One fine day in March of 1999, the Executive Director of the Pacifica Foundation’s five license network fired the general manager of its flagship listener supported radio station: KPFA-FM in Berkeley, California. When staff and subscribers revolted against the move, Pacifica shut the station down, triggering a march of 10,000 furious supporters through the city. Powered by the Internet and tired of top down decision making in public broadcasting, listener subscribers at Pacifica’s non-commercial outlets in New York, Los Angeles, Berkeley, Houston, and Washington, D.C. demanded the right to elect their local station boards.
Almost four years of lawsuits, demonstrations, sit-ins, shut-downs, and walk-outs later, they won, creating the most small-d democratic radio network in the United States. Every year thousands of KPFA, WBAI, KPFK, WPFW, and KPFT subscribers receive ballots in the mail for listener board delegates. Some of them even vote.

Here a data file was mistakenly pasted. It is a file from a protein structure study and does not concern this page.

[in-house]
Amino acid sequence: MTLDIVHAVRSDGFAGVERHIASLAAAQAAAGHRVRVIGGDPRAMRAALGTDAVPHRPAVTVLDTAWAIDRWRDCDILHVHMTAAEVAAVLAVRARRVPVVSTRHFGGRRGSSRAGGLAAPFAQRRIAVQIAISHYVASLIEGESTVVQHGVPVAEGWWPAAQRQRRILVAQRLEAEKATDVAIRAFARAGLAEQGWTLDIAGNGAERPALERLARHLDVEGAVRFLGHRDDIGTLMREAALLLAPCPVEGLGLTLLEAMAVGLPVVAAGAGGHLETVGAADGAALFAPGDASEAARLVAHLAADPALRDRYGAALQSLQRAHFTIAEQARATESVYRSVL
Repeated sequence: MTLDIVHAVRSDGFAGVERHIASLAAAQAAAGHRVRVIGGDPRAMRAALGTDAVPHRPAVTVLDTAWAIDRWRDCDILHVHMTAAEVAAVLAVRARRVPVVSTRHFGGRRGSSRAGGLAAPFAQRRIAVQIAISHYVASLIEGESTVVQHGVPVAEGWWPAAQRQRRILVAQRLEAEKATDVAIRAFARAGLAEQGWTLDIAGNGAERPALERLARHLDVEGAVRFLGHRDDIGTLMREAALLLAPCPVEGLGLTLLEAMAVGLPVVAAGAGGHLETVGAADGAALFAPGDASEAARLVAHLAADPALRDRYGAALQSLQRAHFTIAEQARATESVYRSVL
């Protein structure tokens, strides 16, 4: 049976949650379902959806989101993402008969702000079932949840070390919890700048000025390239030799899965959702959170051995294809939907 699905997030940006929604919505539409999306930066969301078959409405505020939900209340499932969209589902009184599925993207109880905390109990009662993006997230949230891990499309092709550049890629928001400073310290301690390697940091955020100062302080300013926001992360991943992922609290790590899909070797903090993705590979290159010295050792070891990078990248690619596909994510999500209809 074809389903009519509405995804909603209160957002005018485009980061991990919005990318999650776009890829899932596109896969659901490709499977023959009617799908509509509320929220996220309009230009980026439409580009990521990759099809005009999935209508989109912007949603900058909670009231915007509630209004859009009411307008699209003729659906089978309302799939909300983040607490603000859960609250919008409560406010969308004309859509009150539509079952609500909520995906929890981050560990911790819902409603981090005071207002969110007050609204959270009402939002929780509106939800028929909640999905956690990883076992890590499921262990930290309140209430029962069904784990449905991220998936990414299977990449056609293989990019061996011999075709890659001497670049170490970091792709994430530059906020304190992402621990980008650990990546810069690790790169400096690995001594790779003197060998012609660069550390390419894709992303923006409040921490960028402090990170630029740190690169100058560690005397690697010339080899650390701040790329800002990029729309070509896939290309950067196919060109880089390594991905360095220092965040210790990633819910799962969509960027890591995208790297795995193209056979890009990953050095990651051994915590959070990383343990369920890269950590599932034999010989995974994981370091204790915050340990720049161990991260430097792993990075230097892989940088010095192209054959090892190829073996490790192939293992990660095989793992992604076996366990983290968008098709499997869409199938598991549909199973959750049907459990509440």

What was striking about the conflict was the extent to which it spread far beyond the frog pond atmosphere of community radio. The New York City Council and California’s state assembly held hearings on the battle. California’s Attorney General even endorsed a class action lawsuit against the Pacifica board, which was chaired by Mary Frances Berry, then head of the United States Civil Rights Commission. Hundreds of prominent activists, intellectuals, politicians, and artists signed statements on behalf of the rebellion, including Danny Glover, Ed Asner, Ralph Nader, Alice Walker, Noam Chomsky, and Joan Baez. And dozens of newspapers covered the conflict, among them the Washington Post, Los Angeles Times, and New York Times.
Not everybody is crazy about the results of this democratic revolution, which has done nothing to alleviate Pacifica’s famously contentious internal atmosphere. But it has redefined the possibilities for how to structure broadcasting in the U.S., and so it deserves a place in our list of significant radio trends of the decade.
Further reading: Uneasy Listening: Pacifica Radio’s Civil War